I was amazed by Fran Wilde’s novel Updraft when I read it a few months ago. The sequel, Cloudbound, explores the aftermath of what happened in that book and how Kirit’s society moved forward. Because so much of what happens in Cloudbound hinges on the events of the first book, this review will necessarily contain spoilers.
Like Brian McClellan’s Promise of Blood, Cloudbound depicts a society that has just undergone a revolutionary change. While the good guys have triumphed over great odds, they aren’t being allowed to rest on their laurels. Nat is now one of the city’s leaders, and he has to decide which faction to align himself with and how to deal with the Singers who survived. He and the other main characters are faced with weighty questions: Which of the old laws should be done away with and which kept? Should the members of the different Singer factions be treated differently? Should the practice of Conclave continue—and if not, how should the city be appeased when it roars? For the most part, Wilde presents these dilemmas in an interesting, thought-provoking way, though there are some passages where Nat’s thoughts and feelings are summarized in narration immediately after being shown.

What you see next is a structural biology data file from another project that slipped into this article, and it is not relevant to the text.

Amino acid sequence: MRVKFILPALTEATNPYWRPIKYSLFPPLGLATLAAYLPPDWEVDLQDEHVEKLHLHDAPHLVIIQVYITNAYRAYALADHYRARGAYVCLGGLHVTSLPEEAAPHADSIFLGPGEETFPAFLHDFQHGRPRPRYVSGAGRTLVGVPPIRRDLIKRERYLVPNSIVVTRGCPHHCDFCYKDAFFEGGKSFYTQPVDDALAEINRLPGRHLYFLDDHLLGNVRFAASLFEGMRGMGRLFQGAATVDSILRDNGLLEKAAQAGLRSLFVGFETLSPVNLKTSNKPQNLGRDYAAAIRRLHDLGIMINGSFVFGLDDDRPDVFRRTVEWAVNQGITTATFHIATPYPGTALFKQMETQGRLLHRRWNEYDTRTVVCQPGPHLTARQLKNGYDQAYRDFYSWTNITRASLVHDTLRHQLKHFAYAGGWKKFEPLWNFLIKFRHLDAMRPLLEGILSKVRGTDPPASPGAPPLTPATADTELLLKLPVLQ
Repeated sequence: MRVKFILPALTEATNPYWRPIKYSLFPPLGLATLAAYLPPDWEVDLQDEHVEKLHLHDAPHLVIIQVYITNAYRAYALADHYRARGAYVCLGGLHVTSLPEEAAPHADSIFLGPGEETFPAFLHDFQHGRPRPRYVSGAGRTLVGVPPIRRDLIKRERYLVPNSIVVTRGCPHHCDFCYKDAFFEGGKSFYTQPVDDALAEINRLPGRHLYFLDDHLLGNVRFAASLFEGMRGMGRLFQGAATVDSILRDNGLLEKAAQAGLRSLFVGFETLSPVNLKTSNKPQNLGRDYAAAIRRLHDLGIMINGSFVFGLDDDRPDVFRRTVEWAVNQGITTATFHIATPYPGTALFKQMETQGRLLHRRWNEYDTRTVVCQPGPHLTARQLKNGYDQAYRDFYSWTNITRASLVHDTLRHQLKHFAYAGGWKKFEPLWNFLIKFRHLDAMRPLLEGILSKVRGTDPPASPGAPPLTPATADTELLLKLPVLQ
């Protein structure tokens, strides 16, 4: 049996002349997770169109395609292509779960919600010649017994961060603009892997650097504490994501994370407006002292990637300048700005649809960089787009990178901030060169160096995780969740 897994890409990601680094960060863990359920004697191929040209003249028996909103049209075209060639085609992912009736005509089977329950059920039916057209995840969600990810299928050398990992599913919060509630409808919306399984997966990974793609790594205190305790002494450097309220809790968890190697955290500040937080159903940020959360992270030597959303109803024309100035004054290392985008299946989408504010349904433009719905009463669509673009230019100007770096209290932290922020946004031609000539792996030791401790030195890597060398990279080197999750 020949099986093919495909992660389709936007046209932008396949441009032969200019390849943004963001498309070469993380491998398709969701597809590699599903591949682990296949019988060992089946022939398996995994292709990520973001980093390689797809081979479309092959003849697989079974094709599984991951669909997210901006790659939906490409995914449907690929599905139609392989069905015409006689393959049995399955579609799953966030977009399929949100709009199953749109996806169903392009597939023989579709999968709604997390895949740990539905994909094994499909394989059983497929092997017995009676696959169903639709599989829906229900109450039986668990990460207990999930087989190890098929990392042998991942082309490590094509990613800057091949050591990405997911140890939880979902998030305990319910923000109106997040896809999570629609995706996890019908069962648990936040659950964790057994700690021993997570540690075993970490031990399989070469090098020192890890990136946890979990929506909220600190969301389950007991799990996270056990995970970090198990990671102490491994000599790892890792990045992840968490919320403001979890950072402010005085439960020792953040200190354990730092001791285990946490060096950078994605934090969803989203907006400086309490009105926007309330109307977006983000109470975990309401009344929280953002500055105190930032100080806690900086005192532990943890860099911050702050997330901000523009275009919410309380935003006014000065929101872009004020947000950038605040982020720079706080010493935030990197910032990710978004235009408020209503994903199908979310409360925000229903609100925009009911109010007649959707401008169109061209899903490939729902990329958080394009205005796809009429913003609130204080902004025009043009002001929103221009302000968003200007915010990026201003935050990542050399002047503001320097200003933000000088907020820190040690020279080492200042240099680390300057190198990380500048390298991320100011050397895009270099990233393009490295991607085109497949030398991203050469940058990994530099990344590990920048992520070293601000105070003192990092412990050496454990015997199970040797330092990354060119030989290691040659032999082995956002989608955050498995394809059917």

I also enjoyed how Cloudbound expanded the setting introduced in the first book. An unsettling discovery forces Nat and his friends to climb down into the clouds. They encounter ancient ruins, terrible monsters, and a nefarious plot along the way. At the end of Updraft, I had a theory about the nature of the city, and I was pleased to be proven right. I also absolutely loved the concept of reverse altitude sickness.
Cloudbound ends with more of a cliffhanger than Updraft did. The third and final book in the trilogy, Horizon, is already out, and I’m looking forward to reading it.